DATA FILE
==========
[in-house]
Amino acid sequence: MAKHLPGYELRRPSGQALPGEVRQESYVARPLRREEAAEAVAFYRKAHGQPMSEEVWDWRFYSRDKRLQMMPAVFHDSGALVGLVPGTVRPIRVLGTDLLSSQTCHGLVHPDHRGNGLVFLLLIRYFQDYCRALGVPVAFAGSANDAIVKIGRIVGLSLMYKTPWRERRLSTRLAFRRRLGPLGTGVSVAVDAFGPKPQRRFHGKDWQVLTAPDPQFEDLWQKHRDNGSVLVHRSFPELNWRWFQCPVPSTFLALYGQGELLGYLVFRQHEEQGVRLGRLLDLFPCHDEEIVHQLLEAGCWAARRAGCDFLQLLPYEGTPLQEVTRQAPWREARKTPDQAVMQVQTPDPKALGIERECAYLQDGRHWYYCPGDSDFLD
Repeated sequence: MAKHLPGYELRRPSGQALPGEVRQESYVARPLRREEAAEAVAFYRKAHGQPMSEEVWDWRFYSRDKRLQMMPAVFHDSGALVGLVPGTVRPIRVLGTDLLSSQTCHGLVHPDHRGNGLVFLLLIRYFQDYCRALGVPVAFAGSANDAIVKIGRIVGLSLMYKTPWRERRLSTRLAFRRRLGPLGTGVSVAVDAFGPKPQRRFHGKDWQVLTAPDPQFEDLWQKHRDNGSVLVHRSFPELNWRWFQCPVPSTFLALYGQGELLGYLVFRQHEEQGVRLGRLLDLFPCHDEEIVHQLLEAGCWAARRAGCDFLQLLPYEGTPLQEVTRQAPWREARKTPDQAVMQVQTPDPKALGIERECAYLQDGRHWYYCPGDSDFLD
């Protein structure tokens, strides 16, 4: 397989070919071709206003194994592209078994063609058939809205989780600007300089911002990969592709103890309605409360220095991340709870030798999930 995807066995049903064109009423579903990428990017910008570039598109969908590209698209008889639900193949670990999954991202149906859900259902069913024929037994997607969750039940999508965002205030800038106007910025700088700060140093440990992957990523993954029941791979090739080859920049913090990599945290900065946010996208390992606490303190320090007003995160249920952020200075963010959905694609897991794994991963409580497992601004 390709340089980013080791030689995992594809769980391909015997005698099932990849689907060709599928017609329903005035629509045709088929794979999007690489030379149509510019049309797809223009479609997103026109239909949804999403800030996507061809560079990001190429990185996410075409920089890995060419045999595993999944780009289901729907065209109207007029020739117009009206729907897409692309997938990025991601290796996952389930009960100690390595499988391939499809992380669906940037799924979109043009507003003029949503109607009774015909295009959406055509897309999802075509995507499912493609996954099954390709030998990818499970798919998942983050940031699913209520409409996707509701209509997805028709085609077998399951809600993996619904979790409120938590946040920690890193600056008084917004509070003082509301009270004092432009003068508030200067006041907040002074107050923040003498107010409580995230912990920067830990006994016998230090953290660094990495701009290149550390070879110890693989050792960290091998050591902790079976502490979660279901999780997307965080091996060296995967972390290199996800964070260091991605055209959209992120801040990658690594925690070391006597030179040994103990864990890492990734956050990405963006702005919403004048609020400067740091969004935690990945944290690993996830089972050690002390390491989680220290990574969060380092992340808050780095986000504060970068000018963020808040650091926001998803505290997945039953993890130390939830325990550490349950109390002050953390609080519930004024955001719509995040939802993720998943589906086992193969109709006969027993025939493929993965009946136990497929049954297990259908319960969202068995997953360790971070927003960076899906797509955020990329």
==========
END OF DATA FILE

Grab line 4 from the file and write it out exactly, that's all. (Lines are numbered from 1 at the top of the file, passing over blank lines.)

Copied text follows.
């Protein structure tokens, strides 16, 4: 397989070919071709206003194994592209078994063609058939809205989780600007300089911002990969592709103890309605409360220095991340709870030798999930 995807066995049903064109009423579903990428990017910008570039598109969908590209698209008889639900193949670990999954991202149906859900259902069913024929037994997607969750039940999508965002205030800038106007910025700088700060140093440990992957990523993954029941791979090739080859920049913090990599945290900065946010996208390992606490303190320090007003995160249920952020200075963010959905694609897991794994991963409580497992601004 390709340089980013080791030689995992594809769980391909015997005698099932990849689907060709599928017609329903005035629509045709088929794979999007690489030379149509510019049309797809223009479609997103026109239909949804999403800030996507061809560079990001190429990185996410075409920089890995060419045999595993999944780009289901729907065209109207007029020739117009009206729907897409692309997938990025991601290796996952389930009960100690390595499988391939499809992380669906940037799924979109043009507003003029949503109607009774015909295009959406055509897309999802075509995507499912493609996954099954390709030998990818499970798919998942983050940031699913209520409409996707509701209509997805028709085609077998399951809600993996619904979790409120938590946040920690890193600056008084917004509070003082509301009270004092432009003068508030200067006041907040002074107050923040003498107010409580995230912990920067830990006994016998230090953290660094990495701009290149550390070879110890693989050792960290091998050591902790079976502490979660279901999780997307965080091996060296995967972390290199996800964070260091991605055209959209992120801040990658690594925690070391006597030179040994103990864990890492990734956050990405963006702005919403004048609020400067740091969004935690990945944290690993996830089972050690002390390491989680220290990574969060380092992340808050780095986000504060970068000018963020808040650091926001998803505290997945039953993890130390939830325990550490349950109390002050953390609080519930004024955001719509995040939802993720998943589906086992193969109709006969027993025939493929993965009946136990497929049954297990259908319960969202068995997953360790971070927003960076899906797509955020990329």